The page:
Tag Archives: suicide

Does declining marriage explain rising suicide rates for old men, too? (Trick question.)

The reason it’s a trick question is that, for older men suicide rates aren’t rising—even though their marriage rates are falling. This doesn’t fit the religious conservative story spun by Brad Wilcox here at The Atlantic and broadcast by Ross Douthat in the New York Times.

The government reported this month that the suicide rate for adults ages 35 to 64 increased 28 percent from 1999 to 2010. That’s a serious problem. Oddly, though, the report didn’t include data on those over age 64 or under 35. Why? Because the rates didn’t change significantly for those groups. That’s a fine reason for the report to focus on the other groups, but the pontificators shouldn’t let that blind them to the overall story (and longer trends).

The suicide rate for people age 65-plus dropped 5.9 percent during that period, but that was significant only at the 9 percent confidence level. In the longer run, though, the drop in suicide rates for older people is certainly significant. Here is the trend from 1991 to 2009 for men, by age:


From 1991 to 2009, the suicide rate among older men dropped more than 25 percent, from 40 to 29 per 100,000 people. During that time, suicide for middle-aged men dropped and then rose again, ending up within a point of where it started the period. So the two-decade story is not one of increasing middle-aged male suicide (at least not yet). And, of course, during that time marriage dropped for all three groups.


Source: Current Population Surveydata from IPUMS.

So who would tell a story of declining marriage causing increasing suicide? Christian conservatives promoting marriage and religion (among others). Douthat quoted Wilcox’s story and summarized:

That’s exactly what we’ve seen happen lately among the middle-aged male population, whose suicide rates have climbed the fastest: a retreat from family obligations, from civic and religious participation, and from full-time paying work.

If he’d looked at the larger trend by age, maybe he wouldn’t have written his next paragraph:

The hard question facing 21st-century America is whether this retreat from community can reverse itself, or whether an aging society dealing with structural unemployment and declining birth and marriage rates is simply destined to leave more people disconnected, anxious and alone.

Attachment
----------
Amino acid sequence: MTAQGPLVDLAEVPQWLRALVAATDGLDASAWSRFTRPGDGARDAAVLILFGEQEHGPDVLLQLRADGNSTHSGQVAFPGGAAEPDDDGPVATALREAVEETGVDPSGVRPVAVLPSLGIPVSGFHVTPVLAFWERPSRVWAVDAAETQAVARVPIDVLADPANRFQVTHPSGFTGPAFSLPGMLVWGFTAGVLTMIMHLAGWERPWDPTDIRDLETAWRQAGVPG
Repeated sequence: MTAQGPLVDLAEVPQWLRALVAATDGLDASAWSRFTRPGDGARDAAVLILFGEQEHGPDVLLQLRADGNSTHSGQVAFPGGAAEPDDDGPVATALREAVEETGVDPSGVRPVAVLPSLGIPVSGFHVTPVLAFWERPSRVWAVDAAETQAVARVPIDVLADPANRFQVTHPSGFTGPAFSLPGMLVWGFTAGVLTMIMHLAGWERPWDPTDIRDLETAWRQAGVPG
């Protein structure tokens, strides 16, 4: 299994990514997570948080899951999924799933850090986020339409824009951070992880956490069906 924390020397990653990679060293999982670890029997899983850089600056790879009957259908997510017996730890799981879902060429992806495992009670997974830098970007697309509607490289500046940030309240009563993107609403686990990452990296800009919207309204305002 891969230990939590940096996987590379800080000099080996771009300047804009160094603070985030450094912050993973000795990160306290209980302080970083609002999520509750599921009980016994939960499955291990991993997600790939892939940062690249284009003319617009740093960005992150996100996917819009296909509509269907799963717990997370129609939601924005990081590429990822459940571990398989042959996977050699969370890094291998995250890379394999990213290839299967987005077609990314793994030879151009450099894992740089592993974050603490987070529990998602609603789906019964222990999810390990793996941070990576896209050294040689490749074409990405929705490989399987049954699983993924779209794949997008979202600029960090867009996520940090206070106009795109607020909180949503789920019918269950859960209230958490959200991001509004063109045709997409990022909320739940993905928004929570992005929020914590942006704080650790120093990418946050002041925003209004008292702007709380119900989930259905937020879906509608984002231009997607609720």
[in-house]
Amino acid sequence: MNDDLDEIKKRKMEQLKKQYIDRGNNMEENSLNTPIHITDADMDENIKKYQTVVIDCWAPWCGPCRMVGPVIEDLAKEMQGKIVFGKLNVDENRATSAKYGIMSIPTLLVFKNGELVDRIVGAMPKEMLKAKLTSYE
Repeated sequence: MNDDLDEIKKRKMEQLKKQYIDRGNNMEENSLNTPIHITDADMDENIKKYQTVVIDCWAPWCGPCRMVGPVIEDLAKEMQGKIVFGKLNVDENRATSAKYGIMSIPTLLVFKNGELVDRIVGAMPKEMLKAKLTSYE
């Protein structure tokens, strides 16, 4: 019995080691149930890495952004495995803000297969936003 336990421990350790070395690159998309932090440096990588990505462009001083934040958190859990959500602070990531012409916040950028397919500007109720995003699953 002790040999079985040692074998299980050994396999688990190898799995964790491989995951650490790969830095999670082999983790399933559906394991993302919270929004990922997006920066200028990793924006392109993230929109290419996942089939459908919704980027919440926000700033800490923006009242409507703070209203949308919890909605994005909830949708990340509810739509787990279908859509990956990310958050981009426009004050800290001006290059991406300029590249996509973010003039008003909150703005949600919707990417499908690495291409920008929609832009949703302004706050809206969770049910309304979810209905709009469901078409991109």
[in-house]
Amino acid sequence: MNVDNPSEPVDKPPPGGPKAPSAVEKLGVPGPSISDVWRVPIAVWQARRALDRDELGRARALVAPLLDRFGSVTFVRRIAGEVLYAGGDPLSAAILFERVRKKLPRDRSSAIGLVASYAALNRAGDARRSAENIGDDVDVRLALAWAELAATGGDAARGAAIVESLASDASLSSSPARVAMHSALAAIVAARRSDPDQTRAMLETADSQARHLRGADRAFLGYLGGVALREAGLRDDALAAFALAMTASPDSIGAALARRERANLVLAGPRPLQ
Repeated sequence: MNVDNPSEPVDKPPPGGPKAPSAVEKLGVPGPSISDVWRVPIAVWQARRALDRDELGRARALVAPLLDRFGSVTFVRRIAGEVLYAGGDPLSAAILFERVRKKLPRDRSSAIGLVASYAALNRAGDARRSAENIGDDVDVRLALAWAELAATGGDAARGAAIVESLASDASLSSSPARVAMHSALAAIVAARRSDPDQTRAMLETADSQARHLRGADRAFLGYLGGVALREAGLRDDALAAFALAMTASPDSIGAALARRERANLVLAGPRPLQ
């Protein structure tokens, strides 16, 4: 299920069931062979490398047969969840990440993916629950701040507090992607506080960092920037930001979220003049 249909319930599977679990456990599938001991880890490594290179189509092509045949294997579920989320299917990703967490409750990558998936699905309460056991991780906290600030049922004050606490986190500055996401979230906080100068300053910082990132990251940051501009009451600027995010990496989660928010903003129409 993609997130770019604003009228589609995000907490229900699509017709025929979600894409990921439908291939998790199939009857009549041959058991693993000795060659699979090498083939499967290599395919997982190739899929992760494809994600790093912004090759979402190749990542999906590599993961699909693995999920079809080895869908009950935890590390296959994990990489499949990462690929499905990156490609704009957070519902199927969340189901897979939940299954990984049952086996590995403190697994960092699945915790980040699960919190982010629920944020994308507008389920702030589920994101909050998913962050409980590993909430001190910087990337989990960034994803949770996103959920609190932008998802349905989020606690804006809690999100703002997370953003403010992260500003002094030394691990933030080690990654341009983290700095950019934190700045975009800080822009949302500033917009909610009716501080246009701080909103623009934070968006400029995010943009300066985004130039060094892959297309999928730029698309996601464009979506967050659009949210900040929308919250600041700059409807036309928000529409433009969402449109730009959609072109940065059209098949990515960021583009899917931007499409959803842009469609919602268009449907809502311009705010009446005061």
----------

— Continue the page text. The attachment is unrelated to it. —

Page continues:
For some reason our seniors just aren’t getting the pro-suicide message, so they’re not part of the story. In fact, neither are the 31 out of 35 wealthy countries that have seen falling suicide rates in the last several decades, even though every one has had falling marriage rates for decades.

Why not? Let me look more closely at that older age group of men, breaking them down into the younger-old (65-74) and the older-old (75-plus). The trend is clear for this group that has seen falling suicide rates: less marriage, more employment.


Douthat and Wilcox could have said, “We love marriage, but in this case it looks like declining marriage isn’t causing a big problem.” But why should they? They have their story and they’re sticking to it.

Of course, no sociologist is going to deny that married men usually have lower suicide rates—and I’ve written about it myself. But for older men, at least, that doesn’t seem to be driving the trend for the last several decades. Rising employment rates are a good place to start for explaining declining suicide. And falling marriage—if it has been had an opposing effect—hasn’t been as important.

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Gun Google searches and suicide